Navy Tug Prepares to Sail for El Faro VDR Recovery
The Navy tug Apache is preparing to return to the Bahamas to conduct a long-anticipated mission – the recovery of the voyage data recorder of the lost con/ro El Faro, which may hold important clues to the ship's final hours.
As of Monday evening, the Apache was moored at Joint Expeditionary Base Little Creek, near Norfolk, Virginia, and the NTSB said that she will depart for the wreck site sometime this week. The voyage will take her three to four days, and she is scheduled to be back at her berth on August 16.
The El Faro sits in nearly three miles of water, a depth that is challenging for subsea equipment. The Apache located the wreck last year, but did not find the VDR, which was torn from the bridge along with the mast it was mounted on; a return trip with sophisticated search equipment proved successful, and the VDR was found, but the submersible used for the survey work was not equipped with manipulators to pick up the device and bring it to the surface. Before Apache sails this week, she will be loaded out with the submersible CURV-21, which has the capability to recover the recorder.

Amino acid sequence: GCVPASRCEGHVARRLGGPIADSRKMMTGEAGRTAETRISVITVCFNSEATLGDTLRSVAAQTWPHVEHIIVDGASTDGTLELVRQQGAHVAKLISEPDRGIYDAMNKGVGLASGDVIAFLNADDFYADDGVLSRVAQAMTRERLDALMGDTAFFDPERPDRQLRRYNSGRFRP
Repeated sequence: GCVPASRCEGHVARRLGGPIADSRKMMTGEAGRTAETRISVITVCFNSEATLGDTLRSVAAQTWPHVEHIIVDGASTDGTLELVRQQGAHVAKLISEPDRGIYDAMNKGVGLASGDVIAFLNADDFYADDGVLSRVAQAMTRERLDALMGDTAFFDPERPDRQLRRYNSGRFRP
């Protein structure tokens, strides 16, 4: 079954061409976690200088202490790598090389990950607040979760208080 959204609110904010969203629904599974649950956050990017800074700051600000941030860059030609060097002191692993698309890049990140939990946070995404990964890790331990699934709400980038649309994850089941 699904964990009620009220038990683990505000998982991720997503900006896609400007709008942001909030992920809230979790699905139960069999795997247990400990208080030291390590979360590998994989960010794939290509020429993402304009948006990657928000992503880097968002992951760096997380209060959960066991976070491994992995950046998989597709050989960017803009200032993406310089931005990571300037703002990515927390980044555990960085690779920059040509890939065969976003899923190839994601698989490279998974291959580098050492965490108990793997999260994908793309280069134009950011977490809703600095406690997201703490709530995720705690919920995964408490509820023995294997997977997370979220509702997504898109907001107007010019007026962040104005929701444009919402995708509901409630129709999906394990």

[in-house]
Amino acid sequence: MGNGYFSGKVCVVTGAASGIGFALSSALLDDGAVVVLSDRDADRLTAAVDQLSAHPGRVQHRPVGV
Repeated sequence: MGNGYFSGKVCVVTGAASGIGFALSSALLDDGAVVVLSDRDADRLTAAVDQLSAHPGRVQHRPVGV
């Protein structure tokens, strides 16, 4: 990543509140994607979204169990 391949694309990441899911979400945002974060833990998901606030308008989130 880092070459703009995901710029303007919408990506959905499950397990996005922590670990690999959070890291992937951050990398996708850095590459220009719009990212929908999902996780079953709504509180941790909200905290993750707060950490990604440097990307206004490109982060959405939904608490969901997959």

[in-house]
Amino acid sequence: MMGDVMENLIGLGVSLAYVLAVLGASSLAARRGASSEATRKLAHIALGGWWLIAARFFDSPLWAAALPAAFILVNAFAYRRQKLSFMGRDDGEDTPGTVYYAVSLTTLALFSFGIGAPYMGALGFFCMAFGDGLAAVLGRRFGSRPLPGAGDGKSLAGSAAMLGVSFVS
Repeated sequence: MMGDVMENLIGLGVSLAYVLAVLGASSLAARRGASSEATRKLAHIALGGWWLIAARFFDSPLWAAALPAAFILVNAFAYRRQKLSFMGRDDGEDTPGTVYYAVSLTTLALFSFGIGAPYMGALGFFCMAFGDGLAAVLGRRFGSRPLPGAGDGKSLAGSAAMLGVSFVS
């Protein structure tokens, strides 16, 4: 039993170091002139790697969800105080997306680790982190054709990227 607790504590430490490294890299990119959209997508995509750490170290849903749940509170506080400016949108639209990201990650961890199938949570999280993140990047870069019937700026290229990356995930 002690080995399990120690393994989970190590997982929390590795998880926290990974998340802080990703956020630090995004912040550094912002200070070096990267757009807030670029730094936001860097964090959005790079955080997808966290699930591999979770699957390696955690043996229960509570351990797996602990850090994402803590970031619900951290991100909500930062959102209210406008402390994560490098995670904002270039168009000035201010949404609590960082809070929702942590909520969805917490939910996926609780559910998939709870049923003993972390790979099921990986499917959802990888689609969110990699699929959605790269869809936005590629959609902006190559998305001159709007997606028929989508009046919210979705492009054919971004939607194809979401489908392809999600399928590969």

Once recovered, the VDR will be brought to a National Transportation Safety Board laboratory for analysis. If intact and functional, the VDR should contain 12 hours of bridge audio, VHF comms, radar screen frames, AIS broadcast data, position, speed and heading. Its rated depth exceeds El Faro's by about 5,000 feet.
The NTSB plans a third round of hearings about the loss of the vessel once evidence from the VDR is recovered. The last two rounds have been contentious; the NTSB lead investigator, Tom Roth-Roffy, resigned from the agency several weeks after the second round, following what was widely interpreted as a confrontation with the vessel's operator.